“Every customer experience is important. The customer is not a statistic. He or she is a living person. The day we have the mastery of trying to make her happy through our offering, through our service, through our end-to-end experience that we provide to her, that’s the time you know multiple things can happen.” –Ashutosh Pandey, Chief Executive Officer, TataCLiQ.com

Banerjjee: We personalize the platform on a daily basis using algorithms. We track web behavior, anonymous user behavior, IP address behavior, where orders are coming from, purchasing history, the demographics of buying for specific products, brands, and the like. Our customer service teams work round the clock, answering queries on orders, product availability, or delivery issues—everything from placing an order to having it delivered. We monitor social media feedback and continuously respond to it, usually within 5-10 minutes. If there is any kind of noise created in social media, we try and ensure that at the end we have a happy customer.

How does the logistics work for a country as big as India?

Banerjjee: What we aim at is a threefold model: traditional, online fulfillment using the large 3PLs, and hyperlocal companies. City-based fulfillment providers do the delivery. They are far more agile than big logistics providers within a city.

How does a live business like TataCLiQ help Indians get what they want, when they want it?

Purohit: Our purpose of existence is to connect buyers from [remote parts of the country] to well-known brands, doing so with the confidence that the product is authentic, delivery is swift, and [the customer has] a great buying experience. What will stand out when doing this is that we take every single customer issue seriously, to the point that we have designed a bespoke metric—a customer obsessiveness index. This index must go up as close to 100 as possible. We are not yet there, but we are on our way.

Jamwal: The Tata founders were visionary when they said that the society is not just another stakeholder but the very reason for our existence. There are few business houses or industrialists who look at society as the reason for existence. The group’s history has been one of organic but structured growth. The plan was not to build a conglomerate but to impact lives, build a nation. This was the ethos of the founded and has been carried on over the decades. That won’t go away.

“India is championing a proper marriage between online and brick and mortar, and that’s where the proposition of TataCLiQ. Its an online store inventory reconciliation with visibility to the consumer from a product attribute, SKU by SKU basis.” –Sauvik Banerjjee, chief technology officer, TataCLiQ .com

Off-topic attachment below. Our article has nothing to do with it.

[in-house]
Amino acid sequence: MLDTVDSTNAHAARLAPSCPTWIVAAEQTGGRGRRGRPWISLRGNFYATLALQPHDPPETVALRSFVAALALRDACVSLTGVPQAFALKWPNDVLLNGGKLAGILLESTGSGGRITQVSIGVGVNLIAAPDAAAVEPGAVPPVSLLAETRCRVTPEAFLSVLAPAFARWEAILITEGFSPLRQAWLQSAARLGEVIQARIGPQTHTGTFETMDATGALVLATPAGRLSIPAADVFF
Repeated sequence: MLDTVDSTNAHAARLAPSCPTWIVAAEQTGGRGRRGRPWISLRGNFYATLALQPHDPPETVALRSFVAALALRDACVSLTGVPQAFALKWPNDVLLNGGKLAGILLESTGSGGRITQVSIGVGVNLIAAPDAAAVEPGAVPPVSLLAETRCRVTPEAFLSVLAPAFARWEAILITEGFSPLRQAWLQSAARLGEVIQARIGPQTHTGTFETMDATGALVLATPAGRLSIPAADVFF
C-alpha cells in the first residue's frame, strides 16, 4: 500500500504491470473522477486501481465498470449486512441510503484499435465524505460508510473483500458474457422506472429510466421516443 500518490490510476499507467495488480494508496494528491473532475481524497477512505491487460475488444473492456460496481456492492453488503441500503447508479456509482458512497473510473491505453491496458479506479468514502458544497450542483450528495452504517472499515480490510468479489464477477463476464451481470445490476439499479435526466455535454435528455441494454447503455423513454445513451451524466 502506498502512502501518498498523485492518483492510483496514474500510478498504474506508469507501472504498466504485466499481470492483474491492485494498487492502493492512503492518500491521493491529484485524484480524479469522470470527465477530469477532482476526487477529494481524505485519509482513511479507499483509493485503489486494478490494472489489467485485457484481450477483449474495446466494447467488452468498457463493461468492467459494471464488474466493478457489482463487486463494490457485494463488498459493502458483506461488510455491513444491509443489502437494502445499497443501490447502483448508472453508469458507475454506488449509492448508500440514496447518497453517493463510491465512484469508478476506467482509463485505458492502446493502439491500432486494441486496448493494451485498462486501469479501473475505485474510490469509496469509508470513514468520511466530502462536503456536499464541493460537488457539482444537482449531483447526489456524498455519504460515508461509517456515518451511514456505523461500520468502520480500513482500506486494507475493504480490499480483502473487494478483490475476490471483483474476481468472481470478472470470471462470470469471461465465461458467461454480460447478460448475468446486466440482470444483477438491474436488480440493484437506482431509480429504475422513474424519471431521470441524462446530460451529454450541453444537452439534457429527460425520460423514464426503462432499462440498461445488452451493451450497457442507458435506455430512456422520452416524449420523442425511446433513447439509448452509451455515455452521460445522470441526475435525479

Banerjjee: We came here in a Tata vehicle; Jaguar Land Rover is a Tata company. Many trucks on the road we traveled were Tata trucks. Some hoardings on the way were of our consumer-facing brands—Titan, Tanishq, Westside, and Croma. We have Tata Salt, a hugely popular brand of table salt, Tata Beverages with its mineral water and fizzy drinks. It will take all day to list our brands, the businesses we are in.

India is home to 1.4 billion people, and we cannot imagine a single adult in the country who is not consciously or otherwise touching a Tata product every day. We see it as a humongous responsibility, for with great power that comes as $100 billion-dollar business comes great responsibility.

How important is digitalization to the Tata group?

Banerjjee: Let’s put it this way: India is expected to be the third-largest digital economy by 2020, according to data from preeminent research organisations. The digital economy, whether in fintech, IoT, omnichannel, or digital banking, will be massive. With India set to become the third-largest digital economy in the next three years, the Tata group will play a big role in enabling and augmenting it, giving it velocity.

How important is trust in the digital world?

Banerjjee: Digitalization, by its very nature, brings privacy almost to an end. You do not know what the data is being used for. People sometimes may not trust sites that sell all kinds of things. That is why cash on delivery is quite widespread in this country. That is where known brands like the Tata brand, which people trust to do the right things for them as it has done over the decades, count. In our hyper-connected world, people need anchors and trust is one of the biggest anchors. That is the reason for the continued relevance of the Tata group.

“We have realized that most marketplaces have become catalog aggregators vis-a-vis becoming a catalogue authority. That’s the difference in approach that a marketplace can take.” –Vikas Purohit, chief operating officer, TataCLiQ.com

What is TataCLiQ doing to make customers feel special?